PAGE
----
This Day in History— February 13

Tuesday, February 13, 2018

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Today is the 44th day of 2018. There are 321 days left in the year.


2006: Denmark's prime minister says the country's image in the Muslim world has been tainted by false images and rumours in the Prophet Mohammed drawing controversy and insists the country is tolerant and open to all faiths.


1542: England's Queen Catherine Howard is executed for treason on the orders of her husband Henry VIII.

1633: Italian astronomer Galileo arrives in Rome and is detained by Roman Catholic Inquisition.

1689: English Parliament adopts a Bill of Rights.

1914: The American Society of Composers, Authors and Publishers, known as ASCAP, is founded in New York City.

1945: Allied forces capture Budapest, Hungary, in World War II. US warplanes firebomb Dresden, Germany, wiping out the city and killing more than 35,000 civilians.

1960: France explodes its first atomic bomb.

1975: Turkish Cypriots proclaim separate administration in Turkish-occupied northern part of Cyprus.

1976: Nigerian junta leader General Murtala Ramat Muhammad is assassinated in a coup attempt.

1989: Soviet Red Army leaves Afghan capital of Kabul.

1990: Britain, France, Soviet Union, United States, and two Germanys announce two-stage plan for talks leading to German reunification.

1999: Osama bin Laden, the Saudi millionaire suspected of being behind the bombings of US embassies in Kenya and Tanzania, is reported to have disappeared from his base in Afghanistan.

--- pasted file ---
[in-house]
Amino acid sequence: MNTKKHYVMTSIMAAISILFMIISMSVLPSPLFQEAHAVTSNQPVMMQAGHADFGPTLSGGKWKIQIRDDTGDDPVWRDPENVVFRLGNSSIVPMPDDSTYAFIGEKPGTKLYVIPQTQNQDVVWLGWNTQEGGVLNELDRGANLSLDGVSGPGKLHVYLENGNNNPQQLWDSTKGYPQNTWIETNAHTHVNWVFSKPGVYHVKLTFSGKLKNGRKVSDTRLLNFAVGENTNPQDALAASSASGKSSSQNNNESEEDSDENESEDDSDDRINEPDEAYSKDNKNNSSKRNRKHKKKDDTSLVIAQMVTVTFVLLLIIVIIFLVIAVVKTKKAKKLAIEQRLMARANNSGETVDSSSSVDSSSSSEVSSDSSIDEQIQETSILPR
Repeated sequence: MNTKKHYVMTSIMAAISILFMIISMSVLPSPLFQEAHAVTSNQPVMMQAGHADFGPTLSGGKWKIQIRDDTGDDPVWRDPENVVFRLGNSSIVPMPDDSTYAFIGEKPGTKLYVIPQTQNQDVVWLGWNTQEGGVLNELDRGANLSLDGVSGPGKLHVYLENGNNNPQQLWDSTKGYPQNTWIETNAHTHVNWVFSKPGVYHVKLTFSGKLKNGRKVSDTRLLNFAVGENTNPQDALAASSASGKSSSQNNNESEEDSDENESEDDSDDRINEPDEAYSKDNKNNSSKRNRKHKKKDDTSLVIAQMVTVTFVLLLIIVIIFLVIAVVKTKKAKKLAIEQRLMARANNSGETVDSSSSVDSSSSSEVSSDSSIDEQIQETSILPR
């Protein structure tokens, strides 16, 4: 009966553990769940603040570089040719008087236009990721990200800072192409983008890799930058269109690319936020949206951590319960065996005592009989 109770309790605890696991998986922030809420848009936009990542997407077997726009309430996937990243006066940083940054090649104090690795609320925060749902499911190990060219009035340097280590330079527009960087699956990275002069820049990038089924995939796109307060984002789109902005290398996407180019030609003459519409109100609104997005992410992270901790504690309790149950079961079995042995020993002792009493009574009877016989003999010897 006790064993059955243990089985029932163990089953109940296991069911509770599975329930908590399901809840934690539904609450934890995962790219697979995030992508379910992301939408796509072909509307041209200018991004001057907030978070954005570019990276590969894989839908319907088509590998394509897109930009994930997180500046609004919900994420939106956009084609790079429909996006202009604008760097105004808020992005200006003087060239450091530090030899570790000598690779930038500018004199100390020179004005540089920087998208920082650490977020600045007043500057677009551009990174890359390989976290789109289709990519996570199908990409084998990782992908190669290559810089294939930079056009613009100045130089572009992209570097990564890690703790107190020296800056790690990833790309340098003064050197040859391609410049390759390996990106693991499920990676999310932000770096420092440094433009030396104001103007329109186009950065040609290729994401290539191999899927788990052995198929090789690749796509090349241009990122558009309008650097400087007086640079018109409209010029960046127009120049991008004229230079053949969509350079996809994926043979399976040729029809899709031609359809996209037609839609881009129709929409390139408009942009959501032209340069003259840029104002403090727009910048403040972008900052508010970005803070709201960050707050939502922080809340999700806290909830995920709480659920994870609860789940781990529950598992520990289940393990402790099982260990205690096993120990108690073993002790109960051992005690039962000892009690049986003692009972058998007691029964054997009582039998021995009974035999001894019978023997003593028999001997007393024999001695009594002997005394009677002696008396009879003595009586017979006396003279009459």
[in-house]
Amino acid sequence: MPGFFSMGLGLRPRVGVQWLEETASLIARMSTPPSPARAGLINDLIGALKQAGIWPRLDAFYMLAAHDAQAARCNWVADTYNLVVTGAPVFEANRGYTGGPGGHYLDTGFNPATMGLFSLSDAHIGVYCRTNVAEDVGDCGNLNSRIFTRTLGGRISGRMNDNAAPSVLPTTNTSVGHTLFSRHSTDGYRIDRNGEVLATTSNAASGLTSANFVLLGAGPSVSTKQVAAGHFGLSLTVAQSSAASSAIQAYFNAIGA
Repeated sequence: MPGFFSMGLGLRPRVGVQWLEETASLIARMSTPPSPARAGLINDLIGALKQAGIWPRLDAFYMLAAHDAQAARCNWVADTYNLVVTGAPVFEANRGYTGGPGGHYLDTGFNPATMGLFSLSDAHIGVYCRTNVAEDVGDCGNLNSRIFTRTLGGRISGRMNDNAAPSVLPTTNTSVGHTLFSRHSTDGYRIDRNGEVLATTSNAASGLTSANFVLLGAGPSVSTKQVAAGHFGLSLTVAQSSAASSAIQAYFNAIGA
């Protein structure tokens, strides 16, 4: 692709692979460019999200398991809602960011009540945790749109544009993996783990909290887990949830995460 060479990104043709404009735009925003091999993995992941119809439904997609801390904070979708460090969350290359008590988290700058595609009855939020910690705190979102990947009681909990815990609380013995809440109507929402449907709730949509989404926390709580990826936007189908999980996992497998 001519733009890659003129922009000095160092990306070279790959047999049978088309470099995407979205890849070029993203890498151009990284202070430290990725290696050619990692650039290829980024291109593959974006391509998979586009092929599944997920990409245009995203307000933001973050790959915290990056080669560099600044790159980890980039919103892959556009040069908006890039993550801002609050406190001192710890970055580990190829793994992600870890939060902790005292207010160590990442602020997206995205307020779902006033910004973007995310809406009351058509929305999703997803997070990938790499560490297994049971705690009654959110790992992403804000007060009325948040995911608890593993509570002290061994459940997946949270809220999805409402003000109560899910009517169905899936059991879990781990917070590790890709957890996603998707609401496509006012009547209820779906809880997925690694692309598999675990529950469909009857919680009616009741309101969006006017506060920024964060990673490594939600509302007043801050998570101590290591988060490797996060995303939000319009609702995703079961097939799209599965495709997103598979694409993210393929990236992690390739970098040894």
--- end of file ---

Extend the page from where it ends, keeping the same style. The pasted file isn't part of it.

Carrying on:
2002: John Walker Lindh, a US citizen captured fighting alongside Afghanistan's deposed Taliban militia, pleads not guilty to 10 counts of conspiring to kill Americans and abetting terrorist groups.

2004: Chechnya's exiled former President Zelimkhan Yandarbiyev, wanted by Russia for terrorism and ties to al-Qaeda, is assassinated when a bomb blows apart his car as he leaves a mosque in Doha, Qatar. Yandarbiyev's 13-year-old son is critically wounded.

2005: Troops in helicopters bring badly needed relief supplies to villages obliterated by floods in south-western Pakistan, as the nationwide death toll from the disaster climbs past 350.

2008: One of the world's most wanted and elusive terrorists, Imad Mughniyeh, is killed by a car bomb in Syria nearly 15 years after dropping almost entirely from sight. Iran and the militant group Hezbollah blame Israel, which denies a role.

2009: A female suicide bomber targets Shiite pilgrims in Musayyib, killing at least 40.

2010: Bombs and booby traps slow the advance of thousands of US Marines and Afghan soldiers moving through the Taliban-controlled town of Marjah — NATO's most ambitious effort yet to break the militants' grip over their southern heartland.

2011: President Hugo Chavez says that he has no intention of ceasing his efforts to make Venezuela a socialist country, and he expresses confidence that his allies would take the reins of his “Bolivarian Revolution” if he died or decided to step down.

2013: A weary Pope Benedict XVI begins a long farewell to his flock, celebrating his final public mass as pontiff.

2014: The largest solar power plant in the world — thousands of mirrors sprawling across roughly five square miles (13 sq kilometres) of the Mojave Desert — opens in the western US state of Nevada.


Charles Maurice Talleyrand-Perigord, French statesman (1754-1838); Eileen Farrell, US soprano (1920-2002); Kim Novak, US actress (1933- ); Stockard Channing, US actress (1944- ); Jerry Springer, US talk show host (1944- ); Peter Gabriel, British singer (1950- ); Robbie Williams, British singer (1974- )

— AP

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